[Coral-List] 20 newly listed coral species

Shaye Wolf swolf at biologicaldiversity.org
Tue Sep 16 12:38:25 EDT 2014

I'm a scientist at the Center for Biological Diversity and one of the
authors of the petition to list the 83 corals. I wanted to respond to some
of the issues that have been raised about the 20 corals that were recently
listed, including the Center's role, what the listing means, and steps


The Center petitioned to list 83 corals in 2009 to provide added
conservation tools to help these corals survive and recover in the face of
the growing threats from ocean warming, ocean acidification, disease, and
the myriad of other stressors they face. The ESA will give these corals (1)
protection of essential habitat in US waters, (2) a comprehensive recovery
plan with actions to recover these species, such as reducing ocean warming
and acidification impacts, mitigating local stressors, and implementing
coral restoration and ecosystem conservation activities; (3) reduction of
harms from federal government activities including energy projects,
discharge of pollution from point sources, non-point source pollution,
dredging, pile-driving, setting of water quality standards, vessel traffic,
aquaculture facilities, military activities, and fisheries management
practices; and (4) increased public attention and research momentum at a
time when more conservation action, research, and awareness about the coral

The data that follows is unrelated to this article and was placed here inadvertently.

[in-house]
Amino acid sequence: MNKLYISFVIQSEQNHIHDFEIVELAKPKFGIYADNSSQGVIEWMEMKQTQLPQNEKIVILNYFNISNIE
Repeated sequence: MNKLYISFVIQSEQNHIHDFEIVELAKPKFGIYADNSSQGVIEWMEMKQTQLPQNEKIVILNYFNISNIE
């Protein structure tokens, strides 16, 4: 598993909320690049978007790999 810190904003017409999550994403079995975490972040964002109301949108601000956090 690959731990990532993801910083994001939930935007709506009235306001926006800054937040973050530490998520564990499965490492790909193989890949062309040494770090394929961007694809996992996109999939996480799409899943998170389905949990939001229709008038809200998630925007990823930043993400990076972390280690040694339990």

crisis is urgently needed. 


A number of people on this list have already suggested helpful ideas for
research priorities and recovery actions for these newly listed corals. We
look forward to working with coral scientists, NMFS, NGOs, and others
interested in coral conservation to discuss ideas for research and
conservation priorities to make ESA protection as meaningful as possible for
these corals.


Here are some responses to questions that have been raised on the listserve
about the Center's role in the coral listing process and what the ESA
listings mean:


What is the Center for Biological Diversity? 


For those of you who don't know us, the Center is a non-profit conservation
organization dedicated to protecting endangered species and wild places
through science, policy, education and environmental law. Our organization
is made up of scientists, organizers, campaigners, policy analysts,
conservation advocates, communications staff, support staff, and
environmental lawyers who work to make sure our keystone environmental laws
are implemented and enforced. Everyone here is very dedicated to making
positive conservation change, and is very knowledgeable about the species
and ecosystems they work to protect. 


Our Climate and Oceans programs worked together on this petition. Our
Climate program focuses on protecting species threatened with extinction
from climate change and limiting the carbon pollution that threatens them.
Our Oceans program works to protect marine species in US waters from a suite
a threats, and has long worked to reduce the threat of ocean acidification. 


The Center has worked on coral conservation efforts in US waters for more
than a decade. We petitioned to list the elkhorn and staghorn corals in
2004, and went to court to make sure these corals got critical habitat
protection and a recovery plan when NMFS was overdue on issuing these


How did the Center select the 83 corals?


We selected the 83 corals based on (1) their designation as vulnerable,
endangered, or critically endangered by the IUCN based on the analysis by